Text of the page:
At the end of The Candidate, when underdog U.S. Senate candidate Bill McKay (played by Robert Redford) upsets a heavily favored opponent, he pulls his campaign manager into a side room and asks a single panicked question: “What do we do now?”
In the weeks since the November 8 election, some people have chosen to answer that same question by taking their concerns to the streets. While we respect the right to peaceably assemble, and understand the worries that have motivated the protests, demonstrations alone are not the answer.
The answer is to fully embrace our rights and responsibilities as citizens in a democracy. Whether you are pleased or dismayed by the November 8 outcome, the election was not the end of the story. It was the beginning of an opportunity to flex our citizenship muscles and make government work for us.
Let’s start with the victors. Polling suggested that Donald Trump won the Republican nomination because voters believed that government no longer listened to everyday Americans. A Rand Corporation survey in January 2016 found that 86.5% of primary voters were more likely to vote for Trump if they believed that people like them didn’t have any say about what government does.
Both the general election outcome and Senator Bernie Sanders’ strong showing in the Democratic contests prove that feeling of alienation from public institutions is even more widespread—particularly in parts of the nation that have not shared in the economic recovery. But that feeling won't go away just by voting for candidates who speak to those frustrations. Empowerment does not occur vicariously. Those Americans who voted in hopes that President-elect Trump and other candidates would upend the political and economic status quo now need to hold victorious elected officials accountable.
Similarly, the feelings of disappointment that many Hillary Clinton supporters or Donald Trump opponents have experienced after the election won't go away on their own. While there are no permanent victories or defeats in politics, rejuvenation does not occur organically. Those who view the results with concern need to get up off the turf, dust themselves off and use the skills of effective citizenship to move the political and governmental processes in their direction.
Identify a problem. Do your homework. Join with others who share your goals. Gauge public opinion and spread the word through traditional and social media. Pick the right timing. Find the necessary financial resources. Persuade decision-makers. Demand a return to the foundation of democracy—the teaching of civics and active citizenship in elementary and secondary schools, as well as colleges and universities, to help students become successful advocates.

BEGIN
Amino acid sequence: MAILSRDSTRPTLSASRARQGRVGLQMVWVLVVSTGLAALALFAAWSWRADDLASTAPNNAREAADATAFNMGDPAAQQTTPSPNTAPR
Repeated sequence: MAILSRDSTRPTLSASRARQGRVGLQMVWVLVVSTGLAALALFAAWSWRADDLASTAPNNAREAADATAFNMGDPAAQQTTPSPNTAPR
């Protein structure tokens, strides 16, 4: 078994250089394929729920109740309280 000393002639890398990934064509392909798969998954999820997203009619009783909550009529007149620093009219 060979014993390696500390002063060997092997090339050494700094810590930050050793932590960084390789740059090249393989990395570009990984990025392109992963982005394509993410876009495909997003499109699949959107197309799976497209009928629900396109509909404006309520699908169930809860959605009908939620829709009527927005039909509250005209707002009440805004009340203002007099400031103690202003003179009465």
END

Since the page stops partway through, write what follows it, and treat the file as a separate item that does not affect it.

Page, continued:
You may be skeptical that citizens can make government respond. Many people believe that, as the saying goes, you can’t fight City Hall. But Americans have repeatedly demonstrated over time that such a cynical sentiment is incorrect.
Don’t take our word for it. Ask the unlikely alliance between leaders in the Georgia Tea Party and Georgia Sierra Club. Working with solar power advocates, they persuaded regulators and state legislators to help Georgians use solar energy over the objections of politically powerful utility interests.
Ask the grieving women who sat around a table in Sacramento, California, and channeled their sadness into the founding of Mothers Against Drunk Driving. Less than five years later, they had established hundreds of local MADD chapters around the nation and transformed federal and state law.
Ask the University of Missouri football players who took a stand and refused to play until their concerns about racism on campus were addressed. Faced with a possible boycott and the resulting loss of revenue, the university president seen as indifferent to those concerns had no choice but to resign.
Ask the LGBT advocates and business leaders who formed coalitions in places as far-flung as Indiana, North Carolina and West Central Florida to insist that public leaders—including Vice President-elect Mike Pence—oppose discrimination and ensure equality.
These American patriots have reaffirmed that each of us holds the most important title in American democracy: citizen. As former Illinois governor, presidential candidate and ambassador Adlai Stevenson once said, “As citizens of this democracy, you are the rulers and the ruled, the law-givers and the law-abiders, the beginning and the end.” Now is the time to embrace that exalted status.